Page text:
He tinkers and I’m okay with that

My neighbor, bless his heart, is retired and likes to tinker because he doesn’t have much else to do. So on any given day (except Sunday of course because he’s a stickler for keeping the Sabbath day holy), he could potentially be out there all day banging on the lawn mower, organizing the tools in his garage, sweeping his entire driveway and the sidewalk or whatever else that he needs to do that’s been done a hundred times before. So when I heard someone tinkering outside my window all day again today, I didn’t bother looking out my window because I was sure that it was my neighbor again, taking care of some menial task to occupy his day and time.

When I finally took a glance outside I was surprised to see parts of No. 1’s Toyota Camry spread out across the lawn. At first I thought I had been so involved in my work that I had missed an errant missile hitting his car and scattering it and possibly him in a million directions.

My first thought was, ‘What happened?’ My second thought was, ‘Oh man, I think Armageddon has arrived and I still don’t have enough food in my storage to last us through the imminent famine and destruction that’s about to happen!’

Fortunately it wasn’t anything that drastic. And, I have come to the realization that my son is a lot like Super Mom in the sense that when he puts his mind to something, nothing will deter him from finishing what he started. It makes me nervous when Super Mom takes on a task that involves power tools and punching holes into perfectly good walls but that’s a story for another day.

It turns out, No. 1 kept hearing a rattling sound inside the trunk of his car. Unable to locate the noise after ‘eyeballing’ the situation, he decided that he was going to take matters into his own hands and take apart the entire trunk; and he did…completely apart.

Here’s the thing about me. When we lived in Samoa and my younger brother took things apart like the radio I would freak out like the Skipper on Gilligan’s Island because after all, we lived on a small dot in the middle of the vast Pacific Ocean and that was our only contact to the outside world…kind of. Nothing was more unnerving than walking in and seeing a device that should have its guts inside the case, pulled apart and strewn across the dining room table. I imagined that the poor thing was pleading with me to put its guts back together again.

I’m not mechanically inclined (Super Mom likes to rub it in my face) so when I saw No. 1 outside with a screwdriver in one hand, a wrench in the other and his car asking why her butt had been disassembled and exposed on the lawn I nearly lost my lunch. But here’s the funny thing; rather than picking up the phone and dialing a body repair shop (that’s my usual response – call a professional), I sat down, took a breath and said to myself, ‘My kid’s got some moxie’.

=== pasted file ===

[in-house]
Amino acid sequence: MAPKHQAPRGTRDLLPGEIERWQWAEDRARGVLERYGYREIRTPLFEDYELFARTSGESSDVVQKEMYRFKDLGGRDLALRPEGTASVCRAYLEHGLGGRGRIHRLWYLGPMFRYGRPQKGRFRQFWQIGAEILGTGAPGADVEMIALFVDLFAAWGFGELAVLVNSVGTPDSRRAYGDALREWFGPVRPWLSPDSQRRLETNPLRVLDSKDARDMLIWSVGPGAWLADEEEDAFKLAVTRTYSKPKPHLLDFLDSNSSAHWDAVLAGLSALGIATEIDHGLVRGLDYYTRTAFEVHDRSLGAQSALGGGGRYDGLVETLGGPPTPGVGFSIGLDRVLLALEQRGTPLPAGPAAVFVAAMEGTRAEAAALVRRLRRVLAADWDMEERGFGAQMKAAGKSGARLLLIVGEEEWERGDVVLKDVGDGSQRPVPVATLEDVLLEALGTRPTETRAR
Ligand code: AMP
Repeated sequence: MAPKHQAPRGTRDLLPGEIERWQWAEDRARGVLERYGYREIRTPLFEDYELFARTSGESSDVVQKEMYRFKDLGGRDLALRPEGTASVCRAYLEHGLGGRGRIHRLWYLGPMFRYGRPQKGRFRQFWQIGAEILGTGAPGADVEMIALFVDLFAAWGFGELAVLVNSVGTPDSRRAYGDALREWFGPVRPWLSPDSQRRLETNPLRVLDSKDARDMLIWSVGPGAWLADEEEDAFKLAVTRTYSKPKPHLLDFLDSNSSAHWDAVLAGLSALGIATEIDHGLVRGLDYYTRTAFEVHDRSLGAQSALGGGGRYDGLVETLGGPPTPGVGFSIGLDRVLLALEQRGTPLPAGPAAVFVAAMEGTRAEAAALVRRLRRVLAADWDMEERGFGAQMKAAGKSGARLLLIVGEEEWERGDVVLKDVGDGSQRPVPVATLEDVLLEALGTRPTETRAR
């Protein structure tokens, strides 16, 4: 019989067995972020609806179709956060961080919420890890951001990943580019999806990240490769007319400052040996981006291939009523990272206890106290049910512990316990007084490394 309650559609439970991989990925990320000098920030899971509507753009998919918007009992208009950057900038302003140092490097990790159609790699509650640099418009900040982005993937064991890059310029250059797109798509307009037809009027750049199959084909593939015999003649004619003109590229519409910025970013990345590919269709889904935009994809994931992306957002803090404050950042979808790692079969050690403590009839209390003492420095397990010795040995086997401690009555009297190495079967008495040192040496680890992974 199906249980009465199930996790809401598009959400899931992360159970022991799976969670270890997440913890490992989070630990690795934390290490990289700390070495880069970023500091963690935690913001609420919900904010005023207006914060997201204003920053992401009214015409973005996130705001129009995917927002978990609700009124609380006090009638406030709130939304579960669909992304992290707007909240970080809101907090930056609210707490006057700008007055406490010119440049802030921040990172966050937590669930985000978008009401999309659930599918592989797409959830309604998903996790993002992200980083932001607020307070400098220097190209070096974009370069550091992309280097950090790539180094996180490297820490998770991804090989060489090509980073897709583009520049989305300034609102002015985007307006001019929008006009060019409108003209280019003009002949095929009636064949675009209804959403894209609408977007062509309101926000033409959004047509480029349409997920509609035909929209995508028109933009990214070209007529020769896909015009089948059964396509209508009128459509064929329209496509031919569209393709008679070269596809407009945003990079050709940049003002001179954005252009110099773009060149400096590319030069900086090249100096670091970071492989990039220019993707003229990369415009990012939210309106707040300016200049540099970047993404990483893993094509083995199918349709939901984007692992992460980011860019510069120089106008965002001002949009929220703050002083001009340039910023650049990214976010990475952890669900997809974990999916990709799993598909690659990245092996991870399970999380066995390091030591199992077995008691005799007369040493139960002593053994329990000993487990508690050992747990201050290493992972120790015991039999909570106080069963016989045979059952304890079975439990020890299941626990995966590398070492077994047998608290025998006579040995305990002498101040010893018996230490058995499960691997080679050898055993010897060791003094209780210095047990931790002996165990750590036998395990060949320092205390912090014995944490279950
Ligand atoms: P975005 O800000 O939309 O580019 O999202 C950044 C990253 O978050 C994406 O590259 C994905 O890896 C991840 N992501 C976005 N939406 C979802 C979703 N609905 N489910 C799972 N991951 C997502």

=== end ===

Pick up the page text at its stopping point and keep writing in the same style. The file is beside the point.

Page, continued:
A few hours later, he had identified the problem, figured out where he needed to go to get the part, and had that trunk back on and ready to hit the road again. It taught me a valuable lesson – sometimes our kids are capable of things that we have no inclination or the capacity for. Sometimes we think our kids can’t do something and we hold them back them from doing it without giving them the opportunity to learn and grow on their own. If I had known that No. 1 was going to do that before he had even attempted it I would have put a stop to it before he even tried. I know that for a fact. But he took the initiative and he might have gotten in over his head but the point is, if we don’t allow them to make a few mistakes here and there we may be hindering their progress or preventing them from learning a lesson that they needed to learn on their own.

I’m proud of my son for sticking with it; for taking the bull by the horns and learning to tackle something on his own. Yes, I’m sad that he’s growing up and finding his independence, but that’s what being a parent is all about, right? You teach them correct principles and let them learn to govern themselves (Joseph Smith, Jr).

I will never take apart the toaster, the DVR or the ceiling fan because I know that I’m going to screw things up worse. But I know my limitations and I’m okay with that. I think my son is just finding that when it comes to tinkering with things like my neighbor, he doesn’t have as many limitations as I do. And I’m fine with that too.

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